Paid Subscription SEO Schemes Can Hurt Your Google Rankings
Before you read further in this article, you should make sure you understand the difference between page rank (a search-term-independent number between 1 & 10, higher is better) and Google ranking (a search-term-dependent number between 1 and infinity, lower is better).
If you are clear on that, then let's get on with our SEO saga...
I think it was about a year ago when I first received an e-mail from an internet marketer promoting a "3-way-link" Google-rank-boosting scheme.
The premise was interesting.
For a monthly fee of about $50, the service added some pages of outgoing links to each member website.
The outgoing links pointed at other member websites.
The premise was that no two websites would point at each other (because it is assumed that Google discounts reciprocal links to a value of zero in it's ranking algorithm), so all the incoming links that each member website would get from other member websites would result in the Google rankings of all the websites going up.
You might think "there's something wrong with this picture".
So did I, but then I noticed that one of my competitors (who sells a worthless e-book that helps no one) had now out-ranked me on Google, and all the links I could find pointing to his website seemed to come from a paid scheme like the 3-way-link scheme I read about.
So I decided to sign up for the $50 per month subscription SEO program.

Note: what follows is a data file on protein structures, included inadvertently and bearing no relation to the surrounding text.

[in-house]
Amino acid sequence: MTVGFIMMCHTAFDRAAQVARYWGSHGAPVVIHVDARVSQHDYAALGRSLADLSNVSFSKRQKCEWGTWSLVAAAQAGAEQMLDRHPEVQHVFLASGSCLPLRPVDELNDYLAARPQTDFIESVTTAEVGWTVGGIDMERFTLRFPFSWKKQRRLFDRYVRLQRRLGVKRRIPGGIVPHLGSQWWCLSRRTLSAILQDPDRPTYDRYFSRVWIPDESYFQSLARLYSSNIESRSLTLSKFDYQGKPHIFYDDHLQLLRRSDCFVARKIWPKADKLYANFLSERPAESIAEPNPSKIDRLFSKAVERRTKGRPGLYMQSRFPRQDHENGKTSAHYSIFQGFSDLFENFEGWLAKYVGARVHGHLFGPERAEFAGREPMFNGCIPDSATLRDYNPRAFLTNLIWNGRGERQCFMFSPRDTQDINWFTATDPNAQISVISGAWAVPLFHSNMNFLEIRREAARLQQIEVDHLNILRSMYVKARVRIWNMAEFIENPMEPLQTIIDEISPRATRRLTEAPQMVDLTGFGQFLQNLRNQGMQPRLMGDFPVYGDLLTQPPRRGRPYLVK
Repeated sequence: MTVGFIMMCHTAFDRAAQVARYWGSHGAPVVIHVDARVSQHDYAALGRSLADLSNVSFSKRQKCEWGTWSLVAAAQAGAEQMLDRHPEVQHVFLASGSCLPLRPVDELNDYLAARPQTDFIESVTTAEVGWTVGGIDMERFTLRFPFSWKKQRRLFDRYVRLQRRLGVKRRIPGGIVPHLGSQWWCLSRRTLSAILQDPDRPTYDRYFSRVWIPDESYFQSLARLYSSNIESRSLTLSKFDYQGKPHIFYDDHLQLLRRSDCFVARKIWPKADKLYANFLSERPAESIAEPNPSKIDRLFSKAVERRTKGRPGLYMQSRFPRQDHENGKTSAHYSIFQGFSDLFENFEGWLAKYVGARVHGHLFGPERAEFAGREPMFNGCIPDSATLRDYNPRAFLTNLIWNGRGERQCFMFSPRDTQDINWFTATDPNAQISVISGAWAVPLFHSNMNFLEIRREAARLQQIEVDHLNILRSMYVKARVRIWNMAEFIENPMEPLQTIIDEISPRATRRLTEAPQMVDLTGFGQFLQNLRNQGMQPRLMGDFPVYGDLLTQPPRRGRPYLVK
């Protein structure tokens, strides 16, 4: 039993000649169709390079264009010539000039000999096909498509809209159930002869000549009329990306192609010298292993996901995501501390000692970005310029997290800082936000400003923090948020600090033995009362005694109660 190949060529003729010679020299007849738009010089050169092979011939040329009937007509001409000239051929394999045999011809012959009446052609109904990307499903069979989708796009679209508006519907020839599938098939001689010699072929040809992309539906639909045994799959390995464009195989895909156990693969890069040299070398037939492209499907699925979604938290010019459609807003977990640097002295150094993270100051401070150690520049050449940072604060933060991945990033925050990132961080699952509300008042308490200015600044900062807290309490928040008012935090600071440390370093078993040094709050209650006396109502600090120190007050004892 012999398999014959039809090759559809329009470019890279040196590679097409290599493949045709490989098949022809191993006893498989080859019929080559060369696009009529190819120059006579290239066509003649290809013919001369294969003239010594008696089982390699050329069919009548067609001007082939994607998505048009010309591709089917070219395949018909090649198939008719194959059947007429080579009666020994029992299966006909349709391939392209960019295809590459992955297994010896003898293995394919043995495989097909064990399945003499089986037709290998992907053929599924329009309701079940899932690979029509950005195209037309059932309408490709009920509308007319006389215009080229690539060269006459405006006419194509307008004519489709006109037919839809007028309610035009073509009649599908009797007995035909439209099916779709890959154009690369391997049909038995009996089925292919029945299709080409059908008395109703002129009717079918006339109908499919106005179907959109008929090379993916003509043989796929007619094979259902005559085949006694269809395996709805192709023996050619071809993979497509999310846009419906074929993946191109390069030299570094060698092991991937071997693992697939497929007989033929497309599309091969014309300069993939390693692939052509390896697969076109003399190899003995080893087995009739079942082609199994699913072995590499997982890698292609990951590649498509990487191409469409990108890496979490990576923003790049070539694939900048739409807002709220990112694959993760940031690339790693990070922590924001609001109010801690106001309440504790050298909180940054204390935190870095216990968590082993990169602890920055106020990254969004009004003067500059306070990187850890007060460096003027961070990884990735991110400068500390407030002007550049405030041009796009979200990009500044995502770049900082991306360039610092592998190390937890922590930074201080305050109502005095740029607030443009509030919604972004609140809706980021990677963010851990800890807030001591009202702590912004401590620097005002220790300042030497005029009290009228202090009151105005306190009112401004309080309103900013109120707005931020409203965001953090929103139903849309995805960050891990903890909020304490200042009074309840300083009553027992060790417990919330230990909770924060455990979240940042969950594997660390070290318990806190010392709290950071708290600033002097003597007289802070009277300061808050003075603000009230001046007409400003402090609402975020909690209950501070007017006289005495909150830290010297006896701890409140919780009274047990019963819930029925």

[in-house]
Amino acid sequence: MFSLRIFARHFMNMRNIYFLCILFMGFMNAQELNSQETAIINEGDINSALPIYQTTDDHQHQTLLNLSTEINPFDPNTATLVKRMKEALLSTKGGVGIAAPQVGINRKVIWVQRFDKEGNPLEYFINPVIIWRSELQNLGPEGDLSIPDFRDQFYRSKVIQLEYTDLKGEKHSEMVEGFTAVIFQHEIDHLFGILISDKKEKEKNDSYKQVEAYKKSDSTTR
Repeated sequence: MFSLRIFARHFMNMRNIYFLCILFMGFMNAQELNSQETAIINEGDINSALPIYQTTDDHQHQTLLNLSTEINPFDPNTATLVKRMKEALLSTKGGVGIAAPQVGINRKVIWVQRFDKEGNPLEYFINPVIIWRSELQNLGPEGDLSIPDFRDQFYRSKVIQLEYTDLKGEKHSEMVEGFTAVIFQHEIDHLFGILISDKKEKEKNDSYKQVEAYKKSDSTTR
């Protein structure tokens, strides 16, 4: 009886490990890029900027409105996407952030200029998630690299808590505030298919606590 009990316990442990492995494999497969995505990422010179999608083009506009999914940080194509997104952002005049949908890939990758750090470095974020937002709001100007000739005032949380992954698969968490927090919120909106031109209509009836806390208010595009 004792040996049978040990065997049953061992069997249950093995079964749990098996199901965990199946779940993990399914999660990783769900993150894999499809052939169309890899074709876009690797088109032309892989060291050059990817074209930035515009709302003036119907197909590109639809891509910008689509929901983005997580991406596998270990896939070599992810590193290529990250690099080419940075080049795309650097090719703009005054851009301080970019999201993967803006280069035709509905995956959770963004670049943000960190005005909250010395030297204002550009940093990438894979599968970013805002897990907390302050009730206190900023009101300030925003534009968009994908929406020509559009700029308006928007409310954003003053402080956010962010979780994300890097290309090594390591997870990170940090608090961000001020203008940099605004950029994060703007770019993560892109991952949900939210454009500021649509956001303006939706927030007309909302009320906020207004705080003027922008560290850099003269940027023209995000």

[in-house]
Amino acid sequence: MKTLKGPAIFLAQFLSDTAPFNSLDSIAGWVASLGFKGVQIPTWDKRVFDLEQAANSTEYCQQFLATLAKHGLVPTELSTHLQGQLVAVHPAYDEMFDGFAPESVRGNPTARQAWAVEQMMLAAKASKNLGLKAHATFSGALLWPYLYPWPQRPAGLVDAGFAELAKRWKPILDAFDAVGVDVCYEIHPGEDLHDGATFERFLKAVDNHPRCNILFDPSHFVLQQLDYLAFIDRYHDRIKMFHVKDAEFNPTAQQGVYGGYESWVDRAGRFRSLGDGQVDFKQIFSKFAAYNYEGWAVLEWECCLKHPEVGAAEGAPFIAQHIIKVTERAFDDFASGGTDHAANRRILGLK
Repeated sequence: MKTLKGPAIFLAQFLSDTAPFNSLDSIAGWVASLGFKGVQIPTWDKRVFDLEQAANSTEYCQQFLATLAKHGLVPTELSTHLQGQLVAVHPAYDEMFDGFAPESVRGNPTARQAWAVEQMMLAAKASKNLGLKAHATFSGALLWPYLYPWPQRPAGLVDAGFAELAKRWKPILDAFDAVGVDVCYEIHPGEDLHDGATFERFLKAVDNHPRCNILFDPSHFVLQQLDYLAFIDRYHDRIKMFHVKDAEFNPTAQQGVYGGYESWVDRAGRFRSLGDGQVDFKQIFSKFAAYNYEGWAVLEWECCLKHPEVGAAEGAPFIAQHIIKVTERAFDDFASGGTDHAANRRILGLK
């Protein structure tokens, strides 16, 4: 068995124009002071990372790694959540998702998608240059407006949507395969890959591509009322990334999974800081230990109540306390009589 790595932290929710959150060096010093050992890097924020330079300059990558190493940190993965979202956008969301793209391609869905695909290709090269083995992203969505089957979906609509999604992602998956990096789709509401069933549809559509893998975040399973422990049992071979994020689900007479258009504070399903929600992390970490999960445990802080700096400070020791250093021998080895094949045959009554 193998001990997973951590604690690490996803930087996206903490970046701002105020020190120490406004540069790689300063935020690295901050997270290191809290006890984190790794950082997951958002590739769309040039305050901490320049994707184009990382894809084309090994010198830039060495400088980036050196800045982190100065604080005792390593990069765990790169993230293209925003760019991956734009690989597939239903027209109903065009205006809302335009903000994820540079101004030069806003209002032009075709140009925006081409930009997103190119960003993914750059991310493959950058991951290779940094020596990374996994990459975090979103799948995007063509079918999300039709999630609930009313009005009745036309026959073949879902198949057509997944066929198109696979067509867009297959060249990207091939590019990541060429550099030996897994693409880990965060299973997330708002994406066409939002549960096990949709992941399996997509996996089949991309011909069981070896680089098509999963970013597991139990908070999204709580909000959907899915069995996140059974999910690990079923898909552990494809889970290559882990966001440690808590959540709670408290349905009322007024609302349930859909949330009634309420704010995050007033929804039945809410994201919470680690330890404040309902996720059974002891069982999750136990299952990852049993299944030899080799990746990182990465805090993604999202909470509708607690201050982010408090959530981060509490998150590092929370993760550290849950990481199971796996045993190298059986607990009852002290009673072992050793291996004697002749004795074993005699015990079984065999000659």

When I signed up, for the search term I decided to experiment with, I was ranked about 100th on Google (meaning that I would come up at the end of the 10th page of Google search results for my chosen keyword).
The SEO service added links slowly over a period of a month or so, so it took some time to measure the results.
I tracked my Google rankings over a period of a month and found to my pleasant surprise that I climbed from position 100 to position 17.
I stayed at about position 17 on Google for the next month or so.
I also tracked the page rank of the pages of the other SEO service member websites that had links pointing at me.
Most of the pages had a page rank of 0.
The newer ones tended to have a page rank of "unranked".
About 3 months into my $50 per month subscription, my Google ranking for the search term I was attempting to optimize dropped in just a few days from 17 to about 300 (way below where I had been before I started paying for the subscription SEO service).
I checked the page ranks of the web pages of other members which had links pointing to my website, and I found that all those page ranks had gone "backward" from 0 to "unranked".
Google had figured out how to detect link pages generated by the subscription SEO service, and they were punishing the members of the service by giving them crappy Google ranking for their coveted search terms.
I immediately unsubscribed myself from the subscription SEO service, and within a week or so I was thankful to see my Google rankings come back up to what they had originally been for the search terms I cared about.
Since that time I have engaged only in non-paid SEO practices such as article marketing, and I have obtained much better results than I ever got through the paid subscription SEO scheme.
Once Google figured out how to automatically detect the web pages generated by the subscription SEO service, the paid subscription service actually became a detriment to all its customers' Google rankings.
You might expect an "ethical" service to stop charging its customers at that point and move on.
Did the subscription SEO service do that? Nope, they kept right on charging all their customers $50 per month.